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Answering Some burning Questions in GST with analysis of latest Judgements ( Part -1)

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Answering Some burning Questions in GST with analysis of latest Judgements ( Part -1)
By: Brijesh Thakar
July 14, 2021
All Articles by: Brijesh Thakar       View Profile
  • Contents


After four years of implementation of GST, many questions of law are yet unanswered. As Supreme Court of India has noted, Laws must evolve with the times if societies are to progress. There are many issues in GST which either requires judicial intervention or some concrete action from Parliament. In this article, I have selected few such issues on which some interesting judgements are given by Supreme Court and various high courts. As the list is long, this may need to be analysed in more than one part. The issues that I felt appropriate to include are as under-

  1. Denial of input tax credit to recipient  and recovery from him if supplier fails to pay tax to Government. ( section 16)
  2. Some issues on blocked credit under section 17(5).
  3. Is it appropriate to deny renovation of cancellation of registration saying that the taxpayer has wrongly availed ITC under section 30?
  4. Can powers given under Rule 86A be exercised in all situations and electronic credit ledger of a taxpayer be blocked for a period exceeding one year?
  5. Is it compulsory to provide personal hearing to the taxpayer if adverse order is to be passed?
  6. Is there any limitation on exercise of powers of provisional attachment of assets under section 83?
  7. If tax is wrongly paid and refund for the same is applied, will time limit given under section 54 be applicable?
  8. If taxpayer has made pre deposit under section 107(6), can recovery proceedings be continued against him?
  9. In which situations proceedings under section 129 be initiated and in which cases we can say that the use of section 129 is not appropriate.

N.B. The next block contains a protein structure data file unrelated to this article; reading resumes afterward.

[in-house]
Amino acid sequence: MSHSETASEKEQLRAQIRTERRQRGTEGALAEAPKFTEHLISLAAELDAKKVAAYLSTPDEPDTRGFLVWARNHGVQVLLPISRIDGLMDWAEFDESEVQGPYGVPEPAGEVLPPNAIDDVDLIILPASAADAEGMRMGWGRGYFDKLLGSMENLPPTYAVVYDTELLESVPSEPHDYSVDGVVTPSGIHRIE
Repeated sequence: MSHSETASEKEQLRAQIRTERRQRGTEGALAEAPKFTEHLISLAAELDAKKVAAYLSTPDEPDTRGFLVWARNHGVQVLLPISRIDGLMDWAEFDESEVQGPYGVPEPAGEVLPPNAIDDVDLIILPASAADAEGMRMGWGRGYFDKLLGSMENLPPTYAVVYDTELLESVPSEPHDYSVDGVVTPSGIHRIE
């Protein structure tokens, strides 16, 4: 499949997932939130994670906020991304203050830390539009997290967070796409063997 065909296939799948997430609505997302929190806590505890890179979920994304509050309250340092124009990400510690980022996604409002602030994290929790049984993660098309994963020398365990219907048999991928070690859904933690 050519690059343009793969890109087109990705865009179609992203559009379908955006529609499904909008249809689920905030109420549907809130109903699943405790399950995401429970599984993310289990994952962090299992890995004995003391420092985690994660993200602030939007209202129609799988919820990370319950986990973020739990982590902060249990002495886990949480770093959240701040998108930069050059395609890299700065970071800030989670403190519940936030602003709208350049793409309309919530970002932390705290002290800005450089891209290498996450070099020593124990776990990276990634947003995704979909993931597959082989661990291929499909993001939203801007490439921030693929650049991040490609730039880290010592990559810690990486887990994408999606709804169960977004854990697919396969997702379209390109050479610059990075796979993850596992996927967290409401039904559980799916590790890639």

10. Can assessment of non filers of return be made on any basis deem appropriate by GST officer under section 62?

Let us discuss these issues one by one with the help of latest judgements

  1. Denial of Input Tax Credit to buyer in case supplier fails to pay tax to government.

Since implementation of GST, this issue has been a matter of debate. If there is a fault of supplier, how can an innocent recipient be punished? The argument on the part of the recipient is that he has received goods/services, has paid consideration for the same with tax to supplier, has filed all the returns and supplier fails to pay tax to government then what is the fault of the recipient? Argument from the Government, on the other hand is that if government exchequer has not received the amount of tax, how can it be given as input tax credit? if something is not received then how can it be given?

Let us discuss, legal provisions and judicial view on the matter. Conditions for getting  Input tax credit is governed by section 16(2). This section is reproduced below-

2) Notwithstanding anything contained in this section, no registered person shall be entitled to the credit of any input tax in respect of any supply of goods or services or both to him unless,––

(a) he is in possession of a tax invoice or debit note issued by a supplier registered under this Act, or such other tax paying documents as may be prescribed;

(b) he has received the goods or services or both.

Explanation.-For the purposes of this clause, it shall be deemed that the registered person has received the goods where the goods are delivered by the supplier to a recipient or any other person on the direction of such registered person, whether acting as an agent or otherwise, before or during movement of goods, either by way of transfer of documents of title to goods or otherwise;

(c) subject to the provisions of section 41, the tax charged in respect of such supply has been actually paid to the Government, either in cash or through utilisation of input tax credit admissible in respect of the said supply; and

(d) he has furnished the return under section 39:

Provided that where the goods against an invoice are received in lots or instalments, the registered person shall be entitled to take credit upon receipt of the last lot or instalment:

Provided further that where a recipient fails to pay to the supplier of goods or services or both, other than the supplies on which tax is payable on reverse charge basis, the amount towards the value of supply along with tax payable thereon within a period of one hundred and eighty days from the date of issue of invoice by the supplier, an amount equal to the input tax credit availed by the recipient shall be added to his output tax liability, along with interest thereon, in such manner as may be prescribed: